I’m back from my first solo adventure!!! ^___^ *pat myself on the back, hip hip hooray. I’m a SURVIVOR*
I’ve been away for 1 month and have finally completed the CELTA course. The first 2 days back at work, my colleagues have been very sweet and I’ve heard lots of ‘you’re back’ from all of them. They probably missed me so much eh? Wishful thinking…;p. Normally, after a long break, you’ll be swamped by lots of work and emails, but *luckily* it’s not the case here. I’m still getting over my jet lag and had to sleep for 9-10 hours yesterday night. Feeling refreshed now, I’m gonna complete this post.
As mentioned in my previous post here, I’m finally on track to fulfill my personal ambition to take this course, Certificate of English Language Teaching to Adults (Speakers of Other Languages). It feels like I just left for Auckland yesterday and now I’m back in Singapore again. November has been an intense month filled with assignments and new things to learn every single day. Overall, it’s been a great and fruitful journey that I’ll remember for a very long time.
So here we go. The 5 things I’ve learned about myself, teaching English as a career and Auckland:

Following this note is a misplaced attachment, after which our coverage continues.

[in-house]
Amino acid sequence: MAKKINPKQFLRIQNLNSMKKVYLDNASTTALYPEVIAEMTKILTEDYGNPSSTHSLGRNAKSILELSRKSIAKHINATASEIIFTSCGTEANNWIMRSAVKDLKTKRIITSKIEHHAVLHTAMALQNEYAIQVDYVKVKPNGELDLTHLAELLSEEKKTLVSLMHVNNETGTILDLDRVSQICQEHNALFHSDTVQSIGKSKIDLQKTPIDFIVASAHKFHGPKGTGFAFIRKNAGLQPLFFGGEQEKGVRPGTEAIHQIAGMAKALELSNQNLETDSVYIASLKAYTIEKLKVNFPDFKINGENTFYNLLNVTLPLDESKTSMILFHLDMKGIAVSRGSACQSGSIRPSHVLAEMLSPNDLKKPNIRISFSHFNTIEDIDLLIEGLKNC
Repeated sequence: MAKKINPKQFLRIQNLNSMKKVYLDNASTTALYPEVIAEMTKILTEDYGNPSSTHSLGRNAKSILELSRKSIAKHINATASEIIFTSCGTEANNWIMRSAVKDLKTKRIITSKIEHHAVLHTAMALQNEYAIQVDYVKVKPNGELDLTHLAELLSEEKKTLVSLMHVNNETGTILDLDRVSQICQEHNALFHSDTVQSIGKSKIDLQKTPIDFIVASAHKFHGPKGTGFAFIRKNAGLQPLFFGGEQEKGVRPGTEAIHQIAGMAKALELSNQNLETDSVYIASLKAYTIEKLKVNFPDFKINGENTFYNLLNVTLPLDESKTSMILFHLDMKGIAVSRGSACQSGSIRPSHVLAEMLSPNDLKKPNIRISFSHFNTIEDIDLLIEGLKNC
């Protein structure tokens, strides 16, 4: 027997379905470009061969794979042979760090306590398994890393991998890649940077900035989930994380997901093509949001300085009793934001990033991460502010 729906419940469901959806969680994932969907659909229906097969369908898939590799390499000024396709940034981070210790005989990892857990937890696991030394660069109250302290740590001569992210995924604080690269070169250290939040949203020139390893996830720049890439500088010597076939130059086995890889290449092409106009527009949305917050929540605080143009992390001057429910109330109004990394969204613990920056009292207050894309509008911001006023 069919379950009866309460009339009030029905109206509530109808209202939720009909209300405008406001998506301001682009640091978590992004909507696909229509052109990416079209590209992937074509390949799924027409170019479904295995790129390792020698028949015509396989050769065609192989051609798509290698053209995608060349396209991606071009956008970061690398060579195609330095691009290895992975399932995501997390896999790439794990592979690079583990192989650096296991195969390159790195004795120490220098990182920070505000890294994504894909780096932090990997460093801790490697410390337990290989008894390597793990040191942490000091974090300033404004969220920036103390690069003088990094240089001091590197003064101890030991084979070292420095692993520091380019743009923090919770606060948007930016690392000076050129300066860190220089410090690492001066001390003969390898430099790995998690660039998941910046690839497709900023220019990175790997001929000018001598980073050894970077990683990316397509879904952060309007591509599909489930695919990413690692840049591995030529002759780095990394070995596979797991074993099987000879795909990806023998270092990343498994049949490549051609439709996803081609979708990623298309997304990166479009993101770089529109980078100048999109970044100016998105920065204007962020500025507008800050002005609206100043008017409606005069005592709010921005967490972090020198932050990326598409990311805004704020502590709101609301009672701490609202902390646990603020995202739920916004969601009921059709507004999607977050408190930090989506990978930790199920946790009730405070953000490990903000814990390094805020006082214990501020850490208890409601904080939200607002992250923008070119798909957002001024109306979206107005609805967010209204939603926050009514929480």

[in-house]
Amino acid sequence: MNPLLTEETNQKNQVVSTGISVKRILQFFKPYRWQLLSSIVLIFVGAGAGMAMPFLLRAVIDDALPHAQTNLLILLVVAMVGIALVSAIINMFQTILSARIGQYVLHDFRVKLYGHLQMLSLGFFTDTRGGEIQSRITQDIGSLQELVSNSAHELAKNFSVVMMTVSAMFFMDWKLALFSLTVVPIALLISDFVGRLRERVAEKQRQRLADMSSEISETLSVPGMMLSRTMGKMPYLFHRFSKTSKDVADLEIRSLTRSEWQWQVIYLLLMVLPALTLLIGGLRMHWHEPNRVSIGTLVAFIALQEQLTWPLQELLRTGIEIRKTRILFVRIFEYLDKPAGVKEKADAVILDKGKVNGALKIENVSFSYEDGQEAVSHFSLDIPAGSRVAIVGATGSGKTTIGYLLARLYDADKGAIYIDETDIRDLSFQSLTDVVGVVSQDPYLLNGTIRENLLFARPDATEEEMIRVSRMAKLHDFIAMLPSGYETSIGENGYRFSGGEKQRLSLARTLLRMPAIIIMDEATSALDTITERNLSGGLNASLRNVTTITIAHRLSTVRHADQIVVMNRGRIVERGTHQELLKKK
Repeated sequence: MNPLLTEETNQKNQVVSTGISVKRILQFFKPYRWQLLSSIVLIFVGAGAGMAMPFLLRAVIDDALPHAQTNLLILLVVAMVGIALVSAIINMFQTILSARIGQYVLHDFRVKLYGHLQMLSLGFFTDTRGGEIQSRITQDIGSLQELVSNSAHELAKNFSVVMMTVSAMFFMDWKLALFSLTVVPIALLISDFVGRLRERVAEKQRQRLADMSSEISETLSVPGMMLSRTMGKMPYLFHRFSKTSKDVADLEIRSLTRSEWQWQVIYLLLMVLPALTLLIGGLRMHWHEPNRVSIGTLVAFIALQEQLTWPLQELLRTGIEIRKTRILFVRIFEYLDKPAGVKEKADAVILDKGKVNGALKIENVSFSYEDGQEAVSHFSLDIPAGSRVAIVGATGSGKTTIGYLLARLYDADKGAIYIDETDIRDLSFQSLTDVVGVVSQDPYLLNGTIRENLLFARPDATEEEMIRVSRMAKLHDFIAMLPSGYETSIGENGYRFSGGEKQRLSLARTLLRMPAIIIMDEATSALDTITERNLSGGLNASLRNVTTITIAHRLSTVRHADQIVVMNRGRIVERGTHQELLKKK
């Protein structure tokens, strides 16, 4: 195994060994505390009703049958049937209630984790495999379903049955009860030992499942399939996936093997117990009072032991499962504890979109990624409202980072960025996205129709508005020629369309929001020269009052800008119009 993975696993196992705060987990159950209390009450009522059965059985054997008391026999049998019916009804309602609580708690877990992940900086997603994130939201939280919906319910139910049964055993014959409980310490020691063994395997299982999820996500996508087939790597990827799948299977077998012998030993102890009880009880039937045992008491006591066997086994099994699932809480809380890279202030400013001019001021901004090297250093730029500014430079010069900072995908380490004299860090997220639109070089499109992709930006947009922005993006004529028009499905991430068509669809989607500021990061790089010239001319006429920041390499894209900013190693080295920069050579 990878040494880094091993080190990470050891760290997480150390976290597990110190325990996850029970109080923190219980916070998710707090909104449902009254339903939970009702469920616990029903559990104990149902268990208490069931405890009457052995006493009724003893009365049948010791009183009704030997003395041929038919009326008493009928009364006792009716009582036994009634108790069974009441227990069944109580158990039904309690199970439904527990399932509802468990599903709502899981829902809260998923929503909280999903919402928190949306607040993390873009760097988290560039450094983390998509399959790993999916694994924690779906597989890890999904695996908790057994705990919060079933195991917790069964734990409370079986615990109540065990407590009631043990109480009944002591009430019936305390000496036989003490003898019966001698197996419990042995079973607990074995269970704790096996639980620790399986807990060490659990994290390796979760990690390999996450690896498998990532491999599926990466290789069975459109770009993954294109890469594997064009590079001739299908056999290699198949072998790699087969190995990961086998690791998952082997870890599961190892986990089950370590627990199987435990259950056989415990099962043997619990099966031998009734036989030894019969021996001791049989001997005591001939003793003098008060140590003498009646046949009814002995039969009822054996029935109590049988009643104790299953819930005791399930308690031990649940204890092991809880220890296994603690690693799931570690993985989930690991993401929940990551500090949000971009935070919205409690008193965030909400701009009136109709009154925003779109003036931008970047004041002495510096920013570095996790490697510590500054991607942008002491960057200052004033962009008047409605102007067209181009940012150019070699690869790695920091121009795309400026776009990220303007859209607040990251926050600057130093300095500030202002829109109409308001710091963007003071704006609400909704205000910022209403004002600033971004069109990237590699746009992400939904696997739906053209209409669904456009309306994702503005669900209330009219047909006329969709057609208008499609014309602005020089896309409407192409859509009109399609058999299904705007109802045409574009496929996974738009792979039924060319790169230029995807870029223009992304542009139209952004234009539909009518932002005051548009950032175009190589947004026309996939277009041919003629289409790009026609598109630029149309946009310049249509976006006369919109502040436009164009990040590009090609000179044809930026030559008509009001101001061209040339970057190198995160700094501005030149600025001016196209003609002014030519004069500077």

1. Everything about the course has been an eye-opener.
This course is filled with fun and useful lessons. I learned how to do lesson planning, how to increase my English language awareness (grammar and stuff) and how to teach real-life students through the 6-hour Teaching Practice (TP) session. In four weeks, I taught 2 different level of English learners, Pre-Intermediate & Upper Intermediate students. The students are from many different nationalities: Japan, Korea, Hongkong, Chile, Venezuela, Russia, Brazil, Slovakia and etc. They were enthusiastic and lovely students. Apart from all those, we also had 5 assignments: Assignment 1 – focus on learners, Assignment 2a and 2b – analysis of grammar and vocab, phonology, Assignment 3 – lesson planning and teaching my authentic material (chose Sara Bareilles’ song: Brave. Love this song!!), Assignment 4 – reflections on my teaching style and area of improvement.